8. Due to the fact that the right to vote has a special legal nature and a voter can only exercise it simultaneously with all the other voters, although it is a personal right, and in an electoral procedure organised in advance[10] – this entails the collective manner of exercising the right to vote – and because the trust of voters in the fairness of the election procedure is of exceptional importance for the legitimacy of political power, protection of the right to vote after election day must be ensured in the public interest. For such reason, the legal remedy by means of which the elections may be challenged must be granted to both voters and all the candidates[11] who participated in the election. Therefore, elections can only be successfully challenged (meaning that they are either abrogated or the determined election results are different if the election irregularities can be remedied already in such manner) if what is at issue are such electoral irregularities that have or could have affected the election results, which is also emphasised by the Decision in the fifth paragraph of the reasoning.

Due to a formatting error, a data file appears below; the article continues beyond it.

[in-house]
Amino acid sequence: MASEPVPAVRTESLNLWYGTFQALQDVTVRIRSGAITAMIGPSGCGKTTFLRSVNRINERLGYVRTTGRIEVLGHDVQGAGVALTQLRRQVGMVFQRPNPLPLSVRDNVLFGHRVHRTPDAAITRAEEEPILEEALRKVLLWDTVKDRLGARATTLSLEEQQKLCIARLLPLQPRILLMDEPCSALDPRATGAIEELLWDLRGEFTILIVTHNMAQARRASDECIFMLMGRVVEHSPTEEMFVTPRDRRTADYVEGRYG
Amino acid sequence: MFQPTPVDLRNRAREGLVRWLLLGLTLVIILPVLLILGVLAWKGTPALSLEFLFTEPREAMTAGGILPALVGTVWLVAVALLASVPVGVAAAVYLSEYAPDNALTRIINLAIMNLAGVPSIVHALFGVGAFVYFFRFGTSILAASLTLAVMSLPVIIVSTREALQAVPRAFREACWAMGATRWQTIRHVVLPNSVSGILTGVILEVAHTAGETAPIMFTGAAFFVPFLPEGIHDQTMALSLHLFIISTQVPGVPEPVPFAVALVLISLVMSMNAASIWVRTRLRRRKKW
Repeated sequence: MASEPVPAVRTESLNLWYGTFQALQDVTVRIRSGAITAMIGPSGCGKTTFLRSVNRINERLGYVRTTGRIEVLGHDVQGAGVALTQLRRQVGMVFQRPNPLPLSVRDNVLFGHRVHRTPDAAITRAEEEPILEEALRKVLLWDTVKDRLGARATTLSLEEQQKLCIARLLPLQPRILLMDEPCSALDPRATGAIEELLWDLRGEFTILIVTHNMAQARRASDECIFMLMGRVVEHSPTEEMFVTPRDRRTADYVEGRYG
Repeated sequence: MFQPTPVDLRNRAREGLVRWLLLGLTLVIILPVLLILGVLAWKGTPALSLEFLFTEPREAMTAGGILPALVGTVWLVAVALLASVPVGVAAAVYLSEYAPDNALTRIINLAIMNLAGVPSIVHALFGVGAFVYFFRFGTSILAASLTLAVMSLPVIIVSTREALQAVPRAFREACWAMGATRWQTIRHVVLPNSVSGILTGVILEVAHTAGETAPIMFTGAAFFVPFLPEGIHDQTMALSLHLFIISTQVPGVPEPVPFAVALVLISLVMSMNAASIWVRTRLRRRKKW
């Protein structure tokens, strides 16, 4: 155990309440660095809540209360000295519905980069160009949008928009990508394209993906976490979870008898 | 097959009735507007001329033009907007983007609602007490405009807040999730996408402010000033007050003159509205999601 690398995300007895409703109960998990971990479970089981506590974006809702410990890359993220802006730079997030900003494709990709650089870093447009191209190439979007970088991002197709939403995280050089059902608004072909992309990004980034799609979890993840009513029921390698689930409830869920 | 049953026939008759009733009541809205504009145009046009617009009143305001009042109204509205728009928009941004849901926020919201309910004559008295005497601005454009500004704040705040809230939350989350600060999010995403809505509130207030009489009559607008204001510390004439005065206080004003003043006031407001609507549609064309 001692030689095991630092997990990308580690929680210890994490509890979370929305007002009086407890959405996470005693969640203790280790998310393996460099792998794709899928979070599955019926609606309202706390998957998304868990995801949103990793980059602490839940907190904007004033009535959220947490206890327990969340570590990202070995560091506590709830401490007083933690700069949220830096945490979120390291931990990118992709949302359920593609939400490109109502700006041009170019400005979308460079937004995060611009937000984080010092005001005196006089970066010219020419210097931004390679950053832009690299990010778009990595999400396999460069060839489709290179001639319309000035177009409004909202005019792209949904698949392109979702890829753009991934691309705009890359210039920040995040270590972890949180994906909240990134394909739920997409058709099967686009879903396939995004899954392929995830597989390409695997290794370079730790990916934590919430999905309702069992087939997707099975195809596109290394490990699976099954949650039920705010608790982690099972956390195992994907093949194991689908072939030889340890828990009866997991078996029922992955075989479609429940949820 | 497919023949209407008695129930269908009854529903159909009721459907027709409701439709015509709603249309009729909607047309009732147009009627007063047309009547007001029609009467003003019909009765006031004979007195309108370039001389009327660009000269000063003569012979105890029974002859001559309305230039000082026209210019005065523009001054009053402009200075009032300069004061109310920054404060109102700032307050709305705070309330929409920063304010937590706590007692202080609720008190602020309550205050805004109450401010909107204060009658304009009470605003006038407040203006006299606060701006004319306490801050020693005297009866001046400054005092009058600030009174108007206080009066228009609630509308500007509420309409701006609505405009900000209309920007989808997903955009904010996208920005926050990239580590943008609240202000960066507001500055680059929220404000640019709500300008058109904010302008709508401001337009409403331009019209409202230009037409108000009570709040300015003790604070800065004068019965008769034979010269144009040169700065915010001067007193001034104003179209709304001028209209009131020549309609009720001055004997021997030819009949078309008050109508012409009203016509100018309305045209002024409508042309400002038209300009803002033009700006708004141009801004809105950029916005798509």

9. If no one challenges an election, it must be deemed that the electoral procedure was carried out in conformity with the electoral rules and that the elected candidates acquired their offices, which are constitutionally protected as the passive right to vote; for such reason they also have the right to perform such office. Therefore, in the procedure for the confirmation of office they must be confirmed. Their confirmation also represents respect for the will of the voters, who by exercising this human right expressed it in the most democratic manner possible – in secret, free, and fair elections. A regulation that allows a political decision on the fact whether outside the Constitution and the law there exist reasons due to which it would perhaps nevertheless be substantiated to refuse the confirmation of an office although no one participating in the elections, i.e. voters or candidates, challenged the election would thus entail an inadmissible interference with the passive right to vote that the individual acquired in the elections in conformity with all the electoral rules, and with the active right to vote of voters. Both rights are protected by the second paragraph of Article 43 of the Constitution as human rights.